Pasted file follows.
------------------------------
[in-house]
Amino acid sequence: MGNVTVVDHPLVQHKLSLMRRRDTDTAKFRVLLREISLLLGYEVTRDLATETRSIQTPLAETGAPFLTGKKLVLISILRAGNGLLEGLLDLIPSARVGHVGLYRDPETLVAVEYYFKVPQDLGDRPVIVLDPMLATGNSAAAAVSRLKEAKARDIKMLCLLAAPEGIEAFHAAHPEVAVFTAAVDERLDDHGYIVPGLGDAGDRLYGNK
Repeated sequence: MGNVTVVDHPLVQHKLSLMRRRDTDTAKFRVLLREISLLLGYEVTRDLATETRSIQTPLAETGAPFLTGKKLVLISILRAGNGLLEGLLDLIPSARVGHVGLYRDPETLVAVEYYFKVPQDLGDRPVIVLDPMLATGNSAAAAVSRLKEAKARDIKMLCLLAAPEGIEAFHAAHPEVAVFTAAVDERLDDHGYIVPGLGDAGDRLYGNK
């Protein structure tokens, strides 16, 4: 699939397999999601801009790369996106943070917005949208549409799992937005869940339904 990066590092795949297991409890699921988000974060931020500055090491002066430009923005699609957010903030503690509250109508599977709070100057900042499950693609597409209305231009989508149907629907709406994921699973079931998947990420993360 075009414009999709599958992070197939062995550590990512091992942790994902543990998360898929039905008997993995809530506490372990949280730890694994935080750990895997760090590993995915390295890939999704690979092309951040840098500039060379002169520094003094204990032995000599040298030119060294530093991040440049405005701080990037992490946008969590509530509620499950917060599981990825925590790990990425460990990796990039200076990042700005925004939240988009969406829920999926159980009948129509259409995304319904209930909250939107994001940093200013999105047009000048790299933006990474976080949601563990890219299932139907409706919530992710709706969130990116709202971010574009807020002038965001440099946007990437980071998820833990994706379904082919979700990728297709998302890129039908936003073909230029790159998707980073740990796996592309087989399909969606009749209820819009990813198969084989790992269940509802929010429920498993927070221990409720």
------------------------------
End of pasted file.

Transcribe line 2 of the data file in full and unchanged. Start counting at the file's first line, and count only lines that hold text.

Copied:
Amino acid sequence: MGNVTVVDHPLVQHKLSLMRRRDTDTAKFRVLLREISLLLGYEVTRDLATETRSIQTPLAETGAPFLTGKKLVLISILRAGNGLLEGLLDLIPSARVGHVGLYRDPETLVAVEYYFKVPQDLGDRPVIVLDPMLATGNSAAAAVSRLKEAKARDIKMLCLLAAPEGIEAFHAAHPEVAVFTAAVDERLDDHGYIVPGLGDAGDRLYGNK